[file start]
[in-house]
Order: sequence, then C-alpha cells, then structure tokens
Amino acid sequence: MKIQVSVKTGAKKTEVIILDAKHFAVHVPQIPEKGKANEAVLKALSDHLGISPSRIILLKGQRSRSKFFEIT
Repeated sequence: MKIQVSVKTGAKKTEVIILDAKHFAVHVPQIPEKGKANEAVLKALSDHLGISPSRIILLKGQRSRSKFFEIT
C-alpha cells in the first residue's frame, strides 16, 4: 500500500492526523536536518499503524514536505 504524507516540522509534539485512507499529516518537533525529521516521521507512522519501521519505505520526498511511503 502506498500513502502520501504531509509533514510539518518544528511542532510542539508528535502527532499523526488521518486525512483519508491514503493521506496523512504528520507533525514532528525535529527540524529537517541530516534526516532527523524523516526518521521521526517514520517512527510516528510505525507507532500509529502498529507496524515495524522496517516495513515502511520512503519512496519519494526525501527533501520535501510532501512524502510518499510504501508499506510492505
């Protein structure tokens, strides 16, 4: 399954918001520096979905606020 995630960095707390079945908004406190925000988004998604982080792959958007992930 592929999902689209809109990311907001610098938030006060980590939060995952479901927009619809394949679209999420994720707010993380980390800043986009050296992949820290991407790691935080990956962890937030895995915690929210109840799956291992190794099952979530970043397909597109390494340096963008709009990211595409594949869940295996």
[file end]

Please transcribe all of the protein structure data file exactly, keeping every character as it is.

[in-house]
Order: sequence, then C-alpha cells, then structure tokens
Amino acid sequence: MKIQVSVKTGAKKTEVIILDAKHFAVHVPQIPEKGKANEAVLKALSDHLGISPSRIILLKGQRSRSKFFEIT
Repeated sequence: MKIQVSVKTGAKKTEVIILDAKHFAVHVPQIPEKGKANEAVLKALSDHLGISPSRIILLKGQRSRSKFFEIT
C-alpha cells in the first residue's frame, strides 16, 4: 500500500492526523536536518499503524514536505 504524507516540522509534539485512507499529516518537533525529521516521521507512522519501521519505505520526498511511503 502506498500513502502520501504531509509533514510539518518544528511542532510542539508528535502527532499523526488521518486525512483519508491514503493521506496523512504528520507533525514532528525535529527540524529537517541530516534526516532527523524523516526518521521521526517514520517512527510516528510505525507507532500509529502498529507496524515495524522496517516495513515502511520512503519512496519519494526525501527533501520535501510532501512524502510518499510504501508499506510492505
């Protein structure tokens, strides 16, 4: 399954918001520096979905606020 995630960095707390079945908004406190925000988004998604982080792959958007992930 592929999902689209809109990311907001610098938030006060980590939060995952479901927009619809394949679209999420994720707010993380980390800043986009050296992949820290991407790691935080990956962890937030895995915690929210109840799956291992190794099952979530970043397909597109390494340096963008709009990211595409594949869940295996």